CRM and Outsourcing: Inventing the Modern Utility

Developments in IT, outsourcing, customer information and customer relationship systems are challenging long-held notions on essential operations.

New developments in IT, outsourcing, customer information systems, and customer relationship management are challenging long held notions about utilities’ essential operations.

CRM and Outsourcing: Outsourcing Growth?

A behind-the-scenes look at what industry influencers are saying.

Understanding the downstream effects of reading and billing from a customer’s meter in a near real-time scenario will increase significantly the data throughput into current customer information systems. Can current systems handle the volume increase? Will call centers have the capacity to handle increased call volumes once customers have access to smart meters and all that they imply? In this case, would outsourcing certain information technology processes be the answer to reducing a utility’s risk and costs?

Field-Force Management: What's New for the Mobile Workforce?

How the maturation of location tracking can increase efficiency.

To realize the enterprise benefits of field-force management, utility executives and managers should pay keen attention to advancements in real-time location tracking; fully extending mobile workforce management in the enterprise, back-end connectivity with enterprise-wide systems; and security of mobile applications.

Finding the Utility's Core

Where should outsourcing end—and the real utility begin?

When utilities evaluate business process outsourcing, they need to determine which processes are most advantageous to outsource—core or non-core? Rather than debating the merits of core or non-core, perhaps the more critical questions utilities should ask are: How are our key processes performing? Are they cost-efficient and effective? Do they enhance or inhibit our corporate performance?

Outsourcing: All It's Cracked Up to Be?

Despite several high-profile deals, utilities remain cautious about outsourcing their key business processes.

It seems that "outsourcing" has become a dirty word among utility executives. But though left unsaid in polite conversation, the word is still on everybody's mind. They might even be doing it. They just aren't talking about it.

The Bigger CIS Picture

Data Mining and Warehousing: Many utilities have no ability to turn raw customer information into significant insights about their business.

The customer-information system (CIS) is the system of record for both customer and meter data, and in combination with asset databases, these information repositories comprise the lifeblood of every utility. They usually are not tuned for analysis or for easy reporting, so a single view of the customer and the business processes surrounding the customer does not exist in most of the systems in use today. Many utilities, as a result, are data rich but information poor. Enter the Data Warehouse.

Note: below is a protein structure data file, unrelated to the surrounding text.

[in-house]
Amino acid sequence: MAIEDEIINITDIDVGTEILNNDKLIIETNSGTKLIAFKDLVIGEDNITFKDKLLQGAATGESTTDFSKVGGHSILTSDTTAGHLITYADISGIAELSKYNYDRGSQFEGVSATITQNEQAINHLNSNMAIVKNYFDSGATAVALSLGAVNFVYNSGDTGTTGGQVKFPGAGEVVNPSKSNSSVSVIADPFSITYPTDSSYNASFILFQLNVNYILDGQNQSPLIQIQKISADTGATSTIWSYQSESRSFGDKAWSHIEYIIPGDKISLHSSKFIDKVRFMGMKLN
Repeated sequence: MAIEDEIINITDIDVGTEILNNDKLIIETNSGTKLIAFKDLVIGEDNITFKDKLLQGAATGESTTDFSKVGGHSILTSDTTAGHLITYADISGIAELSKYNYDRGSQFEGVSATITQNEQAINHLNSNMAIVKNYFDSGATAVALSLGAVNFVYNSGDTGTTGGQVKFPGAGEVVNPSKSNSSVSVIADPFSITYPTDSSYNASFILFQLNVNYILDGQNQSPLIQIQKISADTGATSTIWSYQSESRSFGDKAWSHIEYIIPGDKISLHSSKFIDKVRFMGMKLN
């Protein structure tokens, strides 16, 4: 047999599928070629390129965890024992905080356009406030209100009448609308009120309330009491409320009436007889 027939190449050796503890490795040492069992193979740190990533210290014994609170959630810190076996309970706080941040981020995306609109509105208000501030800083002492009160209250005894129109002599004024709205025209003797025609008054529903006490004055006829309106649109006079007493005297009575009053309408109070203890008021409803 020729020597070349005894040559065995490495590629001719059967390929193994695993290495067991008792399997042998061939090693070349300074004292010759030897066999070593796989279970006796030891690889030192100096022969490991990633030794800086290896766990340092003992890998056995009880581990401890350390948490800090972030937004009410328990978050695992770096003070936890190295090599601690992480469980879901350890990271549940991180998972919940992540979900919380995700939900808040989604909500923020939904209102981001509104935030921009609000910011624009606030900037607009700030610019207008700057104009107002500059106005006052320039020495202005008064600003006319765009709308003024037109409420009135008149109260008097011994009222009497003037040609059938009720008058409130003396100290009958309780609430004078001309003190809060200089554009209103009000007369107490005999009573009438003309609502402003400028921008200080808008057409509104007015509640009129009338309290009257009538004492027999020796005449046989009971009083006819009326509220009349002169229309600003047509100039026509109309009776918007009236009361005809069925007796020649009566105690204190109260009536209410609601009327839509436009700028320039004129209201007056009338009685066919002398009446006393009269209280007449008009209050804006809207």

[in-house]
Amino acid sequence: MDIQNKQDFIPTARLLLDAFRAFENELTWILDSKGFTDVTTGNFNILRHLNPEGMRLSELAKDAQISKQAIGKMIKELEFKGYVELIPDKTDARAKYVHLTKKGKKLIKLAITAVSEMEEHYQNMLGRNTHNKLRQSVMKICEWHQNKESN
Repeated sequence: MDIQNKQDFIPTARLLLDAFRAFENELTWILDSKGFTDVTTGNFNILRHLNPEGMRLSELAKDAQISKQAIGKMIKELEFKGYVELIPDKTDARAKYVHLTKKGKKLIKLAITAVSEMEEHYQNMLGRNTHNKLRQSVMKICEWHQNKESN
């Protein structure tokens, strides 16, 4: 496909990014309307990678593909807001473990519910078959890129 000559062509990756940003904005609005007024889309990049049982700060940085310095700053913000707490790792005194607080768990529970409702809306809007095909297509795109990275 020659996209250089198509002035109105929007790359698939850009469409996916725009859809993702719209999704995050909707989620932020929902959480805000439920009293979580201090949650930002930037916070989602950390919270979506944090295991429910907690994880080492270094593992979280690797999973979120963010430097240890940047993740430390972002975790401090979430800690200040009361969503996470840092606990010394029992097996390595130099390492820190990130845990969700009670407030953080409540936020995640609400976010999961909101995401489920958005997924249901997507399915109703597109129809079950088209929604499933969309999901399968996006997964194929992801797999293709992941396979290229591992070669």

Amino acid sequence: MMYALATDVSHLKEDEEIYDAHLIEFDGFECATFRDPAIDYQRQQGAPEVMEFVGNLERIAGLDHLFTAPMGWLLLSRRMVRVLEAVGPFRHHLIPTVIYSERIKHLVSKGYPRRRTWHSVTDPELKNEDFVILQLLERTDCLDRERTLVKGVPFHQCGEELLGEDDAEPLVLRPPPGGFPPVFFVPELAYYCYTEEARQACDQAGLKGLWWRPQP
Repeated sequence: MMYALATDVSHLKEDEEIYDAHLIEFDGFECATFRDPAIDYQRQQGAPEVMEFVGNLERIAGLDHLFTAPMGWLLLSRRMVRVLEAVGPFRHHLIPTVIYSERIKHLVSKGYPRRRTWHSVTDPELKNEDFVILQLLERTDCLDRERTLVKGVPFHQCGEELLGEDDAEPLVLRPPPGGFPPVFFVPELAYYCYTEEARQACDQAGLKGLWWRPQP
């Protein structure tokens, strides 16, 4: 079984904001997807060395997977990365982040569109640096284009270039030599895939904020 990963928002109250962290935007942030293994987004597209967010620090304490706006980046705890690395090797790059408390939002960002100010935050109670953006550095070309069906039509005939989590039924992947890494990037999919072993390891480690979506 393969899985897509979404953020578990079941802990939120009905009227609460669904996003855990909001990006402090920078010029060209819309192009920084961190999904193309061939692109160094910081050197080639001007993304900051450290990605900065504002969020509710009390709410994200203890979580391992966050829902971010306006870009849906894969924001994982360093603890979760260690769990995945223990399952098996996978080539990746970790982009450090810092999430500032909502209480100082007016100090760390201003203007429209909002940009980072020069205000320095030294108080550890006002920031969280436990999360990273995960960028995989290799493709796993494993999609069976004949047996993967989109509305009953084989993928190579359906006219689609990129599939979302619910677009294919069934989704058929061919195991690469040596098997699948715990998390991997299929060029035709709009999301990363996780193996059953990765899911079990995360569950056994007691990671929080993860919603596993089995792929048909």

Outsourcing, Reliability, and IT: When will the Three Meet?



Outsourcing, Reliability, and IT

When the grid collapses or a hurricane wipes out power to millions of customers, how does a customer information system (CIS) information technology (IT) manager ensure his or her outsourcing partner works as an extension of the IT organization by providing system reliability? When customer privacy of a competitor is questioned, how can the company be certain that the team members of the outsourcing partner have had sufficient background security checks, and that company data is safe?

Power Measurements

Energy trading returns, healthier and wiser.

Power Measurement

Energy trading returns, healthier and wiser.

The recent announcement of a trading joint venture between TXU and Credit Suisse First Boston (CSFB) is the latest in a series of positive news items supporting the return of energy trading. Wall Street firms continue to expand into the energy-trading sector, with Citigroup as well as CSFB moving into an area already well represented by the likes of Morgan Stanley, Goldman Sachs, and UBS.

Managing Service Quality: The Customer Is Always Right

Service-quality improvements need to be thought through in advance and managed.

Service-quality improvements need to be thought through in advance and managed.

Customer information systems (CIS) are almost never justified and implemented to realize dramatic gains in quality of service. Revenue improvements? Yes. Rates management flexibility? You bet. Delinquency and write-off improvements? Sure. Statutory pressure, including introduction of deregulation? Maybe not as often these days, but still true. Technology consistency, supportability, and application integration? Absolutely.

CIS: The new Profit Machine

How IT can allow utilities to invest in customers-and even improve returns-without breaking the bank.

How IT can allow utilities to invest in customers-and even improve returns-without breaking the bank.

A high quality customer information system (CIS) at a utility company can build revenue streams and promote customer loyalty. But while those are admirable goals, it is not that simple to wade through all the various CIS systems and figure out what a company needs in order to achieve those benefits.